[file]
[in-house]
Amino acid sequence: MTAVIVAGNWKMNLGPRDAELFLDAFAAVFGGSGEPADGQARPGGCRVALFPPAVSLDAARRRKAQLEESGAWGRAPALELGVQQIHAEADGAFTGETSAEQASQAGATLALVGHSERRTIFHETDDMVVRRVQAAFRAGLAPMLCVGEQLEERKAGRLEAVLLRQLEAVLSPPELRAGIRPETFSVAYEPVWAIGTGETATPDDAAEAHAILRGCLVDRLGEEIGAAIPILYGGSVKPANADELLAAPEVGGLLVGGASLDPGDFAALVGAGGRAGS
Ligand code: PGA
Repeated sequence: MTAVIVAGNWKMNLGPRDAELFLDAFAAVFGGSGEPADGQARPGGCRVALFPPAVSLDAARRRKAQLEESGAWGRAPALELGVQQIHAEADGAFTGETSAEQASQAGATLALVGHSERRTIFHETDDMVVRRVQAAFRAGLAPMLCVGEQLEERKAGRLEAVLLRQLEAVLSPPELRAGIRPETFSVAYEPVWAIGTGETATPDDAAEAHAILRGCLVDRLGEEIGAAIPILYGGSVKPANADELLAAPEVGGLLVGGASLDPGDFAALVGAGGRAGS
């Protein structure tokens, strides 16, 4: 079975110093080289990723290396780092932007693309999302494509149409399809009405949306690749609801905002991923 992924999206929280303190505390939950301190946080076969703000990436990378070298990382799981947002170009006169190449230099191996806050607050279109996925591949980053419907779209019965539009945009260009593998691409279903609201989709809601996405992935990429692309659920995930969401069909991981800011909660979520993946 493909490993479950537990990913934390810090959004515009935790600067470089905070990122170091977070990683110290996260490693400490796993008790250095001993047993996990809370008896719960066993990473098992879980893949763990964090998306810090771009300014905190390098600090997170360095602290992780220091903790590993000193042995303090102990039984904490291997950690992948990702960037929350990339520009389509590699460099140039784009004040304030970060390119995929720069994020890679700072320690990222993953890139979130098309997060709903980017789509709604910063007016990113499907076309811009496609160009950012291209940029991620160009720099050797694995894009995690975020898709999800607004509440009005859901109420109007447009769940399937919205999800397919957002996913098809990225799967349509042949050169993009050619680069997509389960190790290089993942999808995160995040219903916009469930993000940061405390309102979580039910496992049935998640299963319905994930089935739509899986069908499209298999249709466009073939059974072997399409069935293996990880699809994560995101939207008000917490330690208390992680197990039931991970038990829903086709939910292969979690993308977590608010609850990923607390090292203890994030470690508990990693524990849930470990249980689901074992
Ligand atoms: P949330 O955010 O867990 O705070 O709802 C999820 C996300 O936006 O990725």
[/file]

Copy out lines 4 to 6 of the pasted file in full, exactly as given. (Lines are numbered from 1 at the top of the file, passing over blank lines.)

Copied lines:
Repeated sequence: MTAVIVAGNWKMNLGPRDAELFLDAFAAVFGGSGEPADGQARPGGCRVALFPPAVSLDAARRRKAQLEESGAWGRAPALELGVQQIHAEADGAFTGETSAEQASQAGATLALVGHSERRTIFHETDDMVVRRVQAAFRAGLAPMLCVGEQLEERKAGRLEAVLLRQLEAVLSPPELRAGIRPETFSVAYEPVWAIGTGETATPDDAAEAHAILRGCLVDRLGEEIGAAIPILYGGSVKPANADELLAAPEVGGLLVGGASLDPGDFAALVGAGGRAGS
């Protein structure tokens, strides 16, 4: 079975110093080289990723290396780092932007693309999302494509149409399809009405949306690749609801905002991923 992924999206929280303190505390939950301190946080076969703000990436990378070298990382799981947002170009006169190449230099191996806050607050279109996925591949980053419907779209019965539009945009260009593998691409279903609201989709809601996405992935990429692309659920995930969401069909991981800011909660979520993946 493909490993479950537990990913934390810090959004515009935790600067470089905070990122170091977070990683110290996260490693400490796993008790250095001993047993996990809370008896719960066993990473098992879980893949763990964090998306810090771009300014905190390098600090997170360095602290992780220091903790590993000193042995303090102990039984904490291997950690992948990702960037929350990339520009389509590699460099140039784009004040304030970060390119995929720069994020890679700072320690990222993953890139979130098309997060709903980017789509709604910063007016990113499907076309811009496609160009950012291209940029991620160009720099050797694995894009995690975020898709999800607004509440009005859901109420109007447009769940399937919205999800397919957002996913098809990225799967349509042949050169993009050619680069997509389960190790290089993942999808995160995040219903916009469930993000940061405390309102979580039910496992049935998640299963319905994930089935739509899986069908499209298999249709466009073939059974072997399409069935293996990880699809994560995101939207008000917490330690208390992680197990039931991970038990829903086709939910292969979690993308977590608010609850990923607390090292203890994030470690508990990693524990849930470990249980689901074992
Ligand atoms: P949330 O955010 O867990 O705070 O709802 C999820 C996300 O936006 O990725």